Chronic Candidiasis and the Link to Leaky Gut

Candida organisms can create a myriad of metabolic toxins, including various enzymes, that can adversely affect cellular biochemistry, mitochondria function and cell membrane integrity. Leaky gut is another consequence of chronic candida. The image below (from Nature Reviews, Microbiology) shows invasive candida and its link to transcellular (between cells) and paracellular (through cells) function and ultimately to the problem of leaky gut. How this occurs is through two specialized candida proteins, Adhesin and Invasin.

This image shows two different scenarios linked to normal colonization of candida (a) and invasive candida with its hypha structure piercing directly through an epithelial cell (paracellular) and through the tight junction between two separate epithelial cells (transcellular).  Therefore, candida is compromising epithelial function in multiple ways (b).

Candida, along with other microorganisms, can produce various proteins that allow it to adhere to different cells. A protein called ‘Adhesin’ is one mechanism candida uses to colonize itself in different tissue structures. Another protein called ‘Invasin’ allows for candida to invade cells by inducing endocystosis or causing the invasive limb structure of candida to grow through the

tight junction space leading to leaky gut. At other times the hypha of candida can grow directly through an epithelial cell engaging macrophage activity on the other side of the mucosal barrier. These mechanisms can lead to leaky gut and subsequent problems related to allergy, inflammation, fatigue, etc. Also, chronic candida can interfere with nutrient absorption too by damaging the absorptive surfaces of the intestinal cells as well.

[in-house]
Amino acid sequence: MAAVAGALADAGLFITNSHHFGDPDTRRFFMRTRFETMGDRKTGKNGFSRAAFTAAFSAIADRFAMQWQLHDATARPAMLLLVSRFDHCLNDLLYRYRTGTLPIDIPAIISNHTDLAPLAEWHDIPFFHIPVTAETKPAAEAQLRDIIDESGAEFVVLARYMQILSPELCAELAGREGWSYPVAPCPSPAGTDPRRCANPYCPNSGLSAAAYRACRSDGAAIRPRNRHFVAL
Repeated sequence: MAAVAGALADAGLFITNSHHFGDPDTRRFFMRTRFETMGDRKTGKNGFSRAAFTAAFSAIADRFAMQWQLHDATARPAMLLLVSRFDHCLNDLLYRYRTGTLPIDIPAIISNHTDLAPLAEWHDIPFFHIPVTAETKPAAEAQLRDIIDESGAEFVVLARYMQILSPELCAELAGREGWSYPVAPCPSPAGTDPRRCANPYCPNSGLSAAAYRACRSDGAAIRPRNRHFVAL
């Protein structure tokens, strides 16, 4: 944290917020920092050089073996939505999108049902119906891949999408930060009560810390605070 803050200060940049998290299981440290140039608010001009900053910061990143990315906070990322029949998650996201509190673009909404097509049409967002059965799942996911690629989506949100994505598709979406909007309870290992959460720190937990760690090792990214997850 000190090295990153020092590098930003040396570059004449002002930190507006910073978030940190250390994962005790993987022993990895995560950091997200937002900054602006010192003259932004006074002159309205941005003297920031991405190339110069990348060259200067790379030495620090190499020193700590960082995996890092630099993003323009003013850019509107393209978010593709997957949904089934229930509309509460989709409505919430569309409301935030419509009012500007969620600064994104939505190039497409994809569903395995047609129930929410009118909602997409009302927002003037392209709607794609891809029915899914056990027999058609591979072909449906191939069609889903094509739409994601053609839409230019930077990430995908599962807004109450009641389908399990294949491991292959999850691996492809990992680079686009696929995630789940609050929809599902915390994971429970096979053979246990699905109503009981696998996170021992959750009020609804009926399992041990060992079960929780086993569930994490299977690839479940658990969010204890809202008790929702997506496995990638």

Although it can be difficult to test specifically for Adhesin and Invasin production from candida, there are tests that evaluate for aggressive Candida. One such profile is the Organic Acids Test (OAT) from Great Plains Laboratory which measures various toxins and byproducts of candida’s existence in the digestive system. Cyrex Labs has a blood profile that measures antibodies to tight junction proteins which can give insight into damage of this important structure necessary for maintenance of the intestinal lining.




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